Blu-Ray Review: Cells at Work! – The Complete Collection

Red and White Blood Cells are brought to life in the comical, but informative story, of Cells at Work; but what does this Blu-Ray release of the series have in store for us? Let’s take a look and find out.

Synopsis:

This is a story about you. A tale about the inside of your body…

Enter the fascinating world inside your body where roughly 37.2 trillion cells work hard for you 24 hours a day and 365 days a year! The cell-sational action comedy Cells at Work! that has garnered praises from a wide array of audiences, from casual viewers to professionals in the medical field is the latest hit edutainment now on Blu-ray.

The show is available with English audio, while also showcasing the English version of the opening theme song in each episode. Carry, fix, fight! Don’t miss out on your chance to own the only series starring your cells at work.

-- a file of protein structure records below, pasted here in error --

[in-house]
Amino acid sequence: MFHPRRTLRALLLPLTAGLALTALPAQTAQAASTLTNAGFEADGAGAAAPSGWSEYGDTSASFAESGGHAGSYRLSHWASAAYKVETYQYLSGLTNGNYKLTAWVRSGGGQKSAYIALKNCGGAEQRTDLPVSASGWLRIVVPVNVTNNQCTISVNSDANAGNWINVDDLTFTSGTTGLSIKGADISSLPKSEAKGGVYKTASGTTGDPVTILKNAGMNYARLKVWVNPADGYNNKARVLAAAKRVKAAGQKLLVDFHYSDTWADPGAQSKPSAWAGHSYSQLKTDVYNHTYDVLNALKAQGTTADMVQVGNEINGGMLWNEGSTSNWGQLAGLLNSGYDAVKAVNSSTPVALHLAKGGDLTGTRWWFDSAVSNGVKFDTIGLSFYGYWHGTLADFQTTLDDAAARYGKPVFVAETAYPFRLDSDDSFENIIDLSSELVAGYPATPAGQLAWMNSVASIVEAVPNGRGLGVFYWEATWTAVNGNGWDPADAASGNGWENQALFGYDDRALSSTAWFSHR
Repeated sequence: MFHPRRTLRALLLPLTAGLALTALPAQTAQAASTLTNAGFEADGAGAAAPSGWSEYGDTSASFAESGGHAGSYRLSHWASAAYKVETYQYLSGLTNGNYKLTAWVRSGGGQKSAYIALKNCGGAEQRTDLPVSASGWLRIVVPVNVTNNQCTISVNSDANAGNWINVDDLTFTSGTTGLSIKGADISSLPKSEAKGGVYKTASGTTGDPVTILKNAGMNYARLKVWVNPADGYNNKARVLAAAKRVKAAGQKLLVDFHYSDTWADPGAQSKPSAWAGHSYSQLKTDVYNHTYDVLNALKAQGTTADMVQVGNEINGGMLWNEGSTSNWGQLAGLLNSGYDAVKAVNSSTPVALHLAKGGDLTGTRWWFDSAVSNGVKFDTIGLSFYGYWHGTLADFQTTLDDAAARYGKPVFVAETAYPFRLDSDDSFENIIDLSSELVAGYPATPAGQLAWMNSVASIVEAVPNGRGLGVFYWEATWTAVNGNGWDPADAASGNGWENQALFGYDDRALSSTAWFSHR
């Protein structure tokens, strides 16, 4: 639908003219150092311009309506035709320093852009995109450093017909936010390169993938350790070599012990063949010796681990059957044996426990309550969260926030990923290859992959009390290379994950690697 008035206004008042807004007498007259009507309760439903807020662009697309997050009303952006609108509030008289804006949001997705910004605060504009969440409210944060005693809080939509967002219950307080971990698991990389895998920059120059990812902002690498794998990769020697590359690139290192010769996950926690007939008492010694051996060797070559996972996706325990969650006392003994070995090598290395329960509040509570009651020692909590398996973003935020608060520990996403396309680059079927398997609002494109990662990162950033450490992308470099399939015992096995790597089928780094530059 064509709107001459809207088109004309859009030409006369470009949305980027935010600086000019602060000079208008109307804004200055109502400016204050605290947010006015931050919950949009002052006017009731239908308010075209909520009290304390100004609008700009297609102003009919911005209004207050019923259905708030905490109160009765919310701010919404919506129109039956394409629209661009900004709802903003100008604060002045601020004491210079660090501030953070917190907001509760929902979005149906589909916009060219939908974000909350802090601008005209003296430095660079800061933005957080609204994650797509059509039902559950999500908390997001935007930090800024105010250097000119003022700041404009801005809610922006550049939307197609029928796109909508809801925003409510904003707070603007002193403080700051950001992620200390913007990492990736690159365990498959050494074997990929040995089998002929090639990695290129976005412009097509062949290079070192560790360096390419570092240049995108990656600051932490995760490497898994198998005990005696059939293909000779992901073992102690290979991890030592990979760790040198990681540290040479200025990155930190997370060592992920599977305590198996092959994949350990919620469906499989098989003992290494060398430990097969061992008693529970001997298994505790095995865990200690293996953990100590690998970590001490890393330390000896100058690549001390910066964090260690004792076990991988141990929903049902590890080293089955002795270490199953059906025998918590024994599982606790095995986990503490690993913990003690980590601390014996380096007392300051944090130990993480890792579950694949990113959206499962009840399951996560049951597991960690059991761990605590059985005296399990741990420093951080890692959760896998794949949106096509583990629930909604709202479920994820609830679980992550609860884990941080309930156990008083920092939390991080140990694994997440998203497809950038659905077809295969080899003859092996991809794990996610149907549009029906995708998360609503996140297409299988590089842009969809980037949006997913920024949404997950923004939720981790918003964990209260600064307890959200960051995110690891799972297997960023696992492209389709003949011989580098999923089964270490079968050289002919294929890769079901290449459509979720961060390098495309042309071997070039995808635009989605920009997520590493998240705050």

Our View:

This is the most fun I have ever had learning about how cells work in the body; move over micro-biology and hello Cells at Work! Adapted from Akane Shimizu’s manga of the same, and animated by David Productions, Cells at Work, otherwise known in Japan as Hataraku Saibō, tells the story of how cells protect the body from infections through the eyes of one particular Red Blood Cell. Everyone’s working for you and giving you all of their support in a story that is both informative and laugh-out-loud fun from start to finish; which seems to be a rarity these days with series focusing on melancholy drama, fan-service or shonen violence.